Thursday, January 21, 2016

Rise Of The Ants - Phase IV!

Twenty years after the giant ants of Warner Brothers Them!, we get Phase IV, a smart small-budget affair which gives us a somewhat different ant threat to human civilization. Despite the poster above, there are no giant ants in this movie. Clearly Paramount wanted a sci-fi exploitation monster flick, they got something else. All the ants are normal sized if not normal. There are cosmic events which seem to pass by the Earth without effect save for what they do to the world's ant population. The ants, all species, undergo an evolutionary jump and suddenly display a willingness to work together and seemed graced with a new intelligence. This is Phase I.

Phase II begins when this intelligence is revealed in their new penchant for building geometic shapes and structures. A scientist named Ernest Hubbs (Nigel Davenport) seems to be onto the new ant ways and brings in a math specialist named James Lesko (Michael Murphy) to help him understand the new patterns he's detected.

The two of them occupy a special self-contained laboratory inside a geodesic dome in an area presumably evacuated of its human occupants, largely farm folk. But not everyone has left and the ants attack a local farmer and drive him and his family out, killing three of them but a young girl named Kendra (Lynne Frederick) survives and joins Hubbs and Lesko inside the dome.

As Phase III gets underway, the belligerent Hubbs is bitten and becomes increasingly erratic as he imagines himself pitted in a contest of wills with the ants. Lesko is less convinced of the fullness of the threat and keeps trying to contact the ants which he is convinced are able to do so. Kendra is mostly bewildered by it all throughout. Eventually the ants set up specialized pillars which reflect the sun's heat onto the dome and begin the slow and steady process of driving the scientists out. Hubbs and Lesko counter but after their air conditioner and communications are destroyed by kamikaze ants they see little recourse save to kill the queen they suspect lives inside a distant mound.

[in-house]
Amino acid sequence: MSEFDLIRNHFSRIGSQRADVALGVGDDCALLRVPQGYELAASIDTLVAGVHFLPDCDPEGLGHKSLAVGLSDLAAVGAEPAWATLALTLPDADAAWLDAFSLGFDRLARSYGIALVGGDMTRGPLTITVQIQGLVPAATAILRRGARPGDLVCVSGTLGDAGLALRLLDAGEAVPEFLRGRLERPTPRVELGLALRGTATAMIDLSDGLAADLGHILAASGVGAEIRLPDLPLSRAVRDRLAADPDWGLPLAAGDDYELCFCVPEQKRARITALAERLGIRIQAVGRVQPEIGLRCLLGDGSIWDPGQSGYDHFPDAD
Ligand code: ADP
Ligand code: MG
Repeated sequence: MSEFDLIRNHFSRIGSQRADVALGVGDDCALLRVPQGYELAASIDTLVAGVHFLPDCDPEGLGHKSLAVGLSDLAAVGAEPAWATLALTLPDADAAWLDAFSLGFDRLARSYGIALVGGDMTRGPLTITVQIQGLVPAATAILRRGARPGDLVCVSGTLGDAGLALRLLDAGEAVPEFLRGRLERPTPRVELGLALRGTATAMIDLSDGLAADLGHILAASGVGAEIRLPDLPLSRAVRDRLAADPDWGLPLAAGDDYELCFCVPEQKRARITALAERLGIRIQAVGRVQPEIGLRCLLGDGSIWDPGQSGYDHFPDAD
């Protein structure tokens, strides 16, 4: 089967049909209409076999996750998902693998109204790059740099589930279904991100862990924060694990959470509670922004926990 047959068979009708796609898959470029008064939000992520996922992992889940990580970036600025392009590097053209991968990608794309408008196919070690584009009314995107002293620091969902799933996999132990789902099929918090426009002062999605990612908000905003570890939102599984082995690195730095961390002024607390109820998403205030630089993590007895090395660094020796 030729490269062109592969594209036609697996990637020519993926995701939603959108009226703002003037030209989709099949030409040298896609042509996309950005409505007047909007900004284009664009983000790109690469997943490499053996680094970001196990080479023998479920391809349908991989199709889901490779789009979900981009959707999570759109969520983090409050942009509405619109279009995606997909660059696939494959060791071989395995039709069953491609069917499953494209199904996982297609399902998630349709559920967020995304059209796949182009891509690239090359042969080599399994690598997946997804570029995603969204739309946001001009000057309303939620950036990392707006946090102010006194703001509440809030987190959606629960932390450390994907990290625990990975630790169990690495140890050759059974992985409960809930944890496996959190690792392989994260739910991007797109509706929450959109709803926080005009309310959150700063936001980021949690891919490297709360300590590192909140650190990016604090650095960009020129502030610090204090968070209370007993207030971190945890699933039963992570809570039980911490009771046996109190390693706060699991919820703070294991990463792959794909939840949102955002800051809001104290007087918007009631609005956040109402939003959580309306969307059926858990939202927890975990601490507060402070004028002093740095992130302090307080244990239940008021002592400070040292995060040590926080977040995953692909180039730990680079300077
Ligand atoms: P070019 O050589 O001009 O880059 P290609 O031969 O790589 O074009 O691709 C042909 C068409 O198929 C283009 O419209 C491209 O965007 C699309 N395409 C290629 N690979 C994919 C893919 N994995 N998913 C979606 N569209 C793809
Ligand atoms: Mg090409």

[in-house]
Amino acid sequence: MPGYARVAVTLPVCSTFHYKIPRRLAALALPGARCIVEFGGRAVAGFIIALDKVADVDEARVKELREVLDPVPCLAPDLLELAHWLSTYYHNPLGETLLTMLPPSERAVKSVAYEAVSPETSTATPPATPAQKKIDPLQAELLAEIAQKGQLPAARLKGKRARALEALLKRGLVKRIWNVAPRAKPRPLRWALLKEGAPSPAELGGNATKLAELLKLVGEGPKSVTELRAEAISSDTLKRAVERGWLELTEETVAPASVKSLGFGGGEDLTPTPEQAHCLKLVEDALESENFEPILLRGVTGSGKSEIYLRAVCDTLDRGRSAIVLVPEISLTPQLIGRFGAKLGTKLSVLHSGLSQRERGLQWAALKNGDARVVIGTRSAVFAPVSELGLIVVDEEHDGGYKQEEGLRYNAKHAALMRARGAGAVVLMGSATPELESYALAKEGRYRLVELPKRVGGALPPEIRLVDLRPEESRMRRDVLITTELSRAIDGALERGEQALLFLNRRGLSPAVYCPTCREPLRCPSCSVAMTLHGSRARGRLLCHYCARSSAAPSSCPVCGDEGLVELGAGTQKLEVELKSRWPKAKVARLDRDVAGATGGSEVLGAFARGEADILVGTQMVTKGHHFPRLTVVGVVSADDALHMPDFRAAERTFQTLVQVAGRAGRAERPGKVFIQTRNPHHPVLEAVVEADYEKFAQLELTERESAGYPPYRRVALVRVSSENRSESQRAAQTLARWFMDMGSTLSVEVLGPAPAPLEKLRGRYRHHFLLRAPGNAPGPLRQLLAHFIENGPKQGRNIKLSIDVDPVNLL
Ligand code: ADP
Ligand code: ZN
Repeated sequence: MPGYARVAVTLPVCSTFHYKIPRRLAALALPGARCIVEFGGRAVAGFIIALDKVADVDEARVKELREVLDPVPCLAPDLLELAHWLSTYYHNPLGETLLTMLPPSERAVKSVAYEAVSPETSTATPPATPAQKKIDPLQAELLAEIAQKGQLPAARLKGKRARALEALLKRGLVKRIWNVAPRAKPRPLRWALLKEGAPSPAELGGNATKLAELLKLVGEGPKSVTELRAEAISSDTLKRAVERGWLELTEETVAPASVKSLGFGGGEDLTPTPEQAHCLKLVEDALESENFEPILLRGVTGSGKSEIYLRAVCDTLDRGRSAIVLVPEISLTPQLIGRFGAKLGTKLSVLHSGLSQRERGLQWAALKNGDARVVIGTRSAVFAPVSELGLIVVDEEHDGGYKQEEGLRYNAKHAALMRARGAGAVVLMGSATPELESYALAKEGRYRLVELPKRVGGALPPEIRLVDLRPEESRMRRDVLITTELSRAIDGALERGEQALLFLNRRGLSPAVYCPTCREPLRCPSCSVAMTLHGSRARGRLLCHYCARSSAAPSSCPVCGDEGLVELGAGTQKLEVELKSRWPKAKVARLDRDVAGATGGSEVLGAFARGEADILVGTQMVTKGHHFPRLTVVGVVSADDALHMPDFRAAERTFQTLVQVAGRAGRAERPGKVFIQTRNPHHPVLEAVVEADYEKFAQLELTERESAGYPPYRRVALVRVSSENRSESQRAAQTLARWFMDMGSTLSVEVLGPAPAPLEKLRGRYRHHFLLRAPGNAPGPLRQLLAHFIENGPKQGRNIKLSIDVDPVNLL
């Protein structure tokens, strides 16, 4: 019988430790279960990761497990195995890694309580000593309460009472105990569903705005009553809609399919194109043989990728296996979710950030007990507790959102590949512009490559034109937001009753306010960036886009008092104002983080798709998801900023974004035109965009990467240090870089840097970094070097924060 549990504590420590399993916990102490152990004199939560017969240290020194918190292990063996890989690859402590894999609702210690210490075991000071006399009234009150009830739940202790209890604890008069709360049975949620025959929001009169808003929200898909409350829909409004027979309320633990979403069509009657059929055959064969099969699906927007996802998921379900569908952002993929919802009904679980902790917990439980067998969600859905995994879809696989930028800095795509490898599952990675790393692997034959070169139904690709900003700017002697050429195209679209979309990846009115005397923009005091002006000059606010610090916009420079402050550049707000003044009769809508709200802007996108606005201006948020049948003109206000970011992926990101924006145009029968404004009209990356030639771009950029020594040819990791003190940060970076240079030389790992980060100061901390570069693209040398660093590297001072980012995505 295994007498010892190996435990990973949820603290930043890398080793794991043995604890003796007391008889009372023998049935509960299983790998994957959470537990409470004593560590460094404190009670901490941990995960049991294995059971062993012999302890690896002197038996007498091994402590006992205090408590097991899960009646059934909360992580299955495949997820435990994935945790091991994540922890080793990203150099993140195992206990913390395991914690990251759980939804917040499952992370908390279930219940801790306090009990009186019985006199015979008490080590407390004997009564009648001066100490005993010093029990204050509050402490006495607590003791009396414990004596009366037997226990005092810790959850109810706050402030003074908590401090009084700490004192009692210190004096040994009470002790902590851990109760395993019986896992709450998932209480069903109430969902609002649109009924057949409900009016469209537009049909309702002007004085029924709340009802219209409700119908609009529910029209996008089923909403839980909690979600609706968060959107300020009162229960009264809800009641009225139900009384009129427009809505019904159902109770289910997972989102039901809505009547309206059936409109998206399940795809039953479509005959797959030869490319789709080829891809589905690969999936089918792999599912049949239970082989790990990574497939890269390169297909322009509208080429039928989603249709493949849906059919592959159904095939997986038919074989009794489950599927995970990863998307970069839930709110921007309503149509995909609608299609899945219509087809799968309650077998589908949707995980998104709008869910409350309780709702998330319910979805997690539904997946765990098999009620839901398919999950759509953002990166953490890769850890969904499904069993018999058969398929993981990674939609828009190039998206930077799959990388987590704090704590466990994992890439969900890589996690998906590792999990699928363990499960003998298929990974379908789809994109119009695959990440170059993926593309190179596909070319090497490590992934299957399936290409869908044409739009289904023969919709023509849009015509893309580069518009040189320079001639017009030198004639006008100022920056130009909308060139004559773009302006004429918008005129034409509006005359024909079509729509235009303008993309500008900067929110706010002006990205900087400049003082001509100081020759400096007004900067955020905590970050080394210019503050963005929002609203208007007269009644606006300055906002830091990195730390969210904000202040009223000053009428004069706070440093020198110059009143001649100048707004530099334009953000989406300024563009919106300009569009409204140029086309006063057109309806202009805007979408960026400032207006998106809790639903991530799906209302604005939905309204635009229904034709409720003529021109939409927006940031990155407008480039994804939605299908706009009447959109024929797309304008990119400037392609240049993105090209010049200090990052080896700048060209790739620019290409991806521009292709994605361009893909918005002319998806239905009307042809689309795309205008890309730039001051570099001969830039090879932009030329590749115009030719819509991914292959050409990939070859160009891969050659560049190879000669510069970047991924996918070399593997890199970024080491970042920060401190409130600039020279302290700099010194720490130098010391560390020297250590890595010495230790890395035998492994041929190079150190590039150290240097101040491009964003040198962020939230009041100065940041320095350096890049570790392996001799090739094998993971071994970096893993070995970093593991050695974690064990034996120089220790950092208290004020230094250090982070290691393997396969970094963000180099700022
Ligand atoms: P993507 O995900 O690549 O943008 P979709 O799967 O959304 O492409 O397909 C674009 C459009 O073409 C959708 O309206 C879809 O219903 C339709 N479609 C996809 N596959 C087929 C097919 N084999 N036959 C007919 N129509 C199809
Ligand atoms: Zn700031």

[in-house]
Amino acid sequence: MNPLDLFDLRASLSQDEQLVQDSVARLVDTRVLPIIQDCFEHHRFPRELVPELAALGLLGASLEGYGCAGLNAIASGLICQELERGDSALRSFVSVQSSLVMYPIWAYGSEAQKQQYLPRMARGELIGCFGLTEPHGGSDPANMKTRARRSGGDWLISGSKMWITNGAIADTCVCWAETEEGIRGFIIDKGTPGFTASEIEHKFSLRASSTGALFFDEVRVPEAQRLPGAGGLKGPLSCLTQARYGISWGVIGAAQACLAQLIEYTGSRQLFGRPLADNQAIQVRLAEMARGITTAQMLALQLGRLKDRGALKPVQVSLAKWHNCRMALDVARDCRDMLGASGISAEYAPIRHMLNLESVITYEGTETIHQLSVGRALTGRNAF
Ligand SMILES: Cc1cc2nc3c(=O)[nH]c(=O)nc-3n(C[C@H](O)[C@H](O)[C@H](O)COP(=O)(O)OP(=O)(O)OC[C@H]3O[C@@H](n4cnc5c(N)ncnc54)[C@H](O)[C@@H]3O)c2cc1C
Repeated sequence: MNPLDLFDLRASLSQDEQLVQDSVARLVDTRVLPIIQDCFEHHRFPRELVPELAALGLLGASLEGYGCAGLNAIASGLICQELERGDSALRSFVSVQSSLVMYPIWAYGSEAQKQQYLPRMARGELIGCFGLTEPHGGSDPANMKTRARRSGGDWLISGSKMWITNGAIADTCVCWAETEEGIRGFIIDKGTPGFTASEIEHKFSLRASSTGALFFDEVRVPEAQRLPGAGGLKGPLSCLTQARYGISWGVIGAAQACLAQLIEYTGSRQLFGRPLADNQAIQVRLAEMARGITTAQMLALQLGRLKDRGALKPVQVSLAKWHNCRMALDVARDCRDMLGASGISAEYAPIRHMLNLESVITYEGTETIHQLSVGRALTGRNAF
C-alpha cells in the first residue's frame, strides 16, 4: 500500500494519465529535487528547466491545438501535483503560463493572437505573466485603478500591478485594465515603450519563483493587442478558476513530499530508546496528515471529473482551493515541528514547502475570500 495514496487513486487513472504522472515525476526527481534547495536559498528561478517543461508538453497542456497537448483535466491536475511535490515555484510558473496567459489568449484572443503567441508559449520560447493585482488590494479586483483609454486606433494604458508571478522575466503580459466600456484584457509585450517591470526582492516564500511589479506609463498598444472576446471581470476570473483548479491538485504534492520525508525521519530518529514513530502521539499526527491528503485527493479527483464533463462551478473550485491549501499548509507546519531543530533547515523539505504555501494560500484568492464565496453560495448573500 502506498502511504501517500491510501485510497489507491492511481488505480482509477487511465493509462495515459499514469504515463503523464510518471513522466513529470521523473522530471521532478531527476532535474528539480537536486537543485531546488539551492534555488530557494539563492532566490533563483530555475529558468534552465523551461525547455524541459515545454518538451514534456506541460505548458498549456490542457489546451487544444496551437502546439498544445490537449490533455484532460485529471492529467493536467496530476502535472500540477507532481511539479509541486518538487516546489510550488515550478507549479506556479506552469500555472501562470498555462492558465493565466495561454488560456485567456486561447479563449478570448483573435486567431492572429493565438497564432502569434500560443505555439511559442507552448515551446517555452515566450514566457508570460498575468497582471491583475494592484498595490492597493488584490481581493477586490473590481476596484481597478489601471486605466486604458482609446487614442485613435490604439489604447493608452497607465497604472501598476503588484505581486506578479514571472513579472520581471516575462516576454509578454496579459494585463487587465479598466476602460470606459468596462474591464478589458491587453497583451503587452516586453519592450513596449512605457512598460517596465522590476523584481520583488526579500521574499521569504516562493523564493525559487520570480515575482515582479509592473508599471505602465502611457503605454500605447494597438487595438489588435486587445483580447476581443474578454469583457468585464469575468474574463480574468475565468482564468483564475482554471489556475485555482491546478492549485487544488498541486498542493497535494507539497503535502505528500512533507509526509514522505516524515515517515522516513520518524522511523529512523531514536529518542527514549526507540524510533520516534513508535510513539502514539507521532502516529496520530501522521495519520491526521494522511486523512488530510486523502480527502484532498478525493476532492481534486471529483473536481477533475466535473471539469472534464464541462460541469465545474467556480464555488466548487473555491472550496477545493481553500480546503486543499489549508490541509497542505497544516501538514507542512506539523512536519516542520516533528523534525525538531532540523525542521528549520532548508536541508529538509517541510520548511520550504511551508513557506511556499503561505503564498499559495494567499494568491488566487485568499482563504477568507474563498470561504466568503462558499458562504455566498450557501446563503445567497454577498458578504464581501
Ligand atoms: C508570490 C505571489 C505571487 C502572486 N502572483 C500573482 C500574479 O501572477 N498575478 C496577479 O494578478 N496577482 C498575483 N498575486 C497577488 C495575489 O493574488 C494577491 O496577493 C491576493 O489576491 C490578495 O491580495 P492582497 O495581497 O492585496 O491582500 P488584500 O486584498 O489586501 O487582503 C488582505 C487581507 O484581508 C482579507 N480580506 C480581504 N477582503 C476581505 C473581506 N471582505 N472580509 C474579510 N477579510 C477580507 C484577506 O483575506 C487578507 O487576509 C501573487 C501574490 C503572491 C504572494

The ants indicate they want only one of the three people, Hubbs. They seem to seek revenge for his many attacks on them. Kendra thinks they want her and she goes outside and sacrifices herself to the ants. Afterwards Hubbs falls victim to them and Lesko is left alone to attack the queen's nest but finds only Kendra inside the nest, transformed and waiting for him so that together they can enter the Phase IV of the ants' schemes to take over the world, to effectively become their slaves.

This is a smooth story, rendered quietly and with limited action. So if you like your sci-fi full of chills and spills, this movie will disappoint. But if like me, you like your entertainment a little smarter from time to time, this might be the ticket.

Both Murphy and Davenport give sturdy performances, but it is really the alluring and weirdly quiet performance of Frederick as Kendra which gives this movie the shivers. She has a beautiful and distracting face and throughout the movie her motives remain obscured.

The movie has long long sections of just detailed ant movements. These are rendered with fascinating detail and in places have real dramatic power. These sections make this movie unlike most any other I've seen. I first grokked this flick in college (only a few years after its release) as part of some class or other and it remained with me. I've seen it maybe two times since. 

The ending is a little vague, but sufficient to the task at hand and it does give us an upbeat ending (of sorts) for a movie which seemed all about extinction. Apparently the director Saul Bass had filmed a trippy LSD-like ending similar to that in 2001 A Space Odyssey, but that got knicked out by the powers-that-were before its release. You can see some bits of the ending in this trailer.

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  1. I’m currently re-reading Danse Macabre (1981) by Stephen King. He mentions Phase IV as a movie he likes a whole lot. Claims to have sat through it 4 times…(presumably in the days before VCRs and DVD players.)

    1. I don't recollect how the professor I had showed it. We saw a few films, maybe on VHS in early machines, those top-loading kind. I had one when I first started teaching, it was on it's last legs and I specifically remember seeing it die as a wisp of smoke puffed out of it during a showing of Othello. Big and heavy!

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  2. Here's that "lost ending"


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